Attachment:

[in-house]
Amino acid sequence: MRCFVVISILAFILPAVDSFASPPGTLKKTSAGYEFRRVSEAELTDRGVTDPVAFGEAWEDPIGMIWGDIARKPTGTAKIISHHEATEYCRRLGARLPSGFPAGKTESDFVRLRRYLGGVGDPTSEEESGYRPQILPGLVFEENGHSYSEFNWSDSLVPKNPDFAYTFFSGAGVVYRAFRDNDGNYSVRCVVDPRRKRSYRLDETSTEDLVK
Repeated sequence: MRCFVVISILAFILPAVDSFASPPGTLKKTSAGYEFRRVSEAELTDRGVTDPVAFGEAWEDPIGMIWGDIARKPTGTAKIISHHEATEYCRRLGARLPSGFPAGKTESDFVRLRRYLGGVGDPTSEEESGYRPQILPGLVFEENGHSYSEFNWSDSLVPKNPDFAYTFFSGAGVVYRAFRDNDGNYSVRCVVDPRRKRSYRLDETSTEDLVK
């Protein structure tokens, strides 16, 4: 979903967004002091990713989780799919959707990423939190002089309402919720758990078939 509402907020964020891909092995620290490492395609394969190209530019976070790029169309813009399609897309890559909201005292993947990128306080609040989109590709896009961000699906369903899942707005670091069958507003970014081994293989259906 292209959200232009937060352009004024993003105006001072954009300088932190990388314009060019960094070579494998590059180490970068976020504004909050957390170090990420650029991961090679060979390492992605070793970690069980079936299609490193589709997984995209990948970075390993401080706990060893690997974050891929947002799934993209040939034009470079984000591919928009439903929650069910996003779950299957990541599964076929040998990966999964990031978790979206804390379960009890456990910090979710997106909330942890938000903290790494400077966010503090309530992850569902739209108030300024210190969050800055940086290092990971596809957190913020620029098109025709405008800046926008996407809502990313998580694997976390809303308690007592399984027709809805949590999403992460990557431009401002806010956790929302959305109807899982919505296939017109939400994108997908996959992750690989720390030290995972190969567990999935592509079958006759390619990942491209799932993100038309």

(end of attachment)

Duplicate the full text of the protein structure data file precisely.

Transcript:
[in-house]
Amino acid sequence: MRCFVVISILAFILPAVDSFASPPGTLKKTSAGYEFRRVSEAELTDRGVTDPVAFGEAWEDPIGMIWGDIARKPTGTAKIISHHEATEYCRRLGARLPSGFPAGKTESDFVRLRRYLGGVGDPTSEEESGYRPQILPGLVFEENGHSYSEFNWSDSLVPKNPDFAYTFFSGAGVVYRAFRDNDGNYSVRCVVDPRRKRSYRLDETSTEDLVK
Repeated sequence: MRCFVVISILAFILPAVDSFASPPGTLKKTSAGYEFRRVSEAELTDRGVTDPVAFGEAWEDPIGMIWGDIARKPTGTAKIISHHEATEYCRRLGARLPSGFPAGKTESDFVRLRRYLGGVGDPTSEEESGYRPQILPGLVFEENGHSYSEFNWSDSLVPKNPDFAYTFFSGAGVVYRAFRDNDGNYSVRCVVDPRRKRSYRLDETSTEDLVK
């Protein structure tokens, strides 16, 4: 979903967004002091990713989780799919959707990423939190002089309402919720758990078939 509402907020964020891909092995620290490492395609394969190209530019976070790029169309813009399609897309890559909201005292993947990128306080609040989109590709896009961000699906369903899942707005670091069958507003970014081994293989259906 292209959200232009937060352009004024993003105006001072954009300088932190990388314009060019960094070579494998590059180490970068976020504004909050957390170090990420650029991961090679060979390492992605070793970690069980079936299609490193589709997984995209990948970075390993401080706990060893690997974050891929947002799934993209040939034009470079984000591919928009439903929650069910996003779950299957990541599964076929040998990966999964990031978790979206804390379960009890456990910090979710997106909330942890938000903290790494400077966010503090309530992850569902739209108030300024210190969050800055940086290092990971596809957190913020620029098109025709405008800046926008996407809502990313998580694997976390809303308690007592399984027709809805949590999403992460990557431009401002806010956790929302959305109807899982919505296939017109939400994108997908996959992750690989720390030290995972190969567990999935592509079958006759390619990942491209799932993100038309």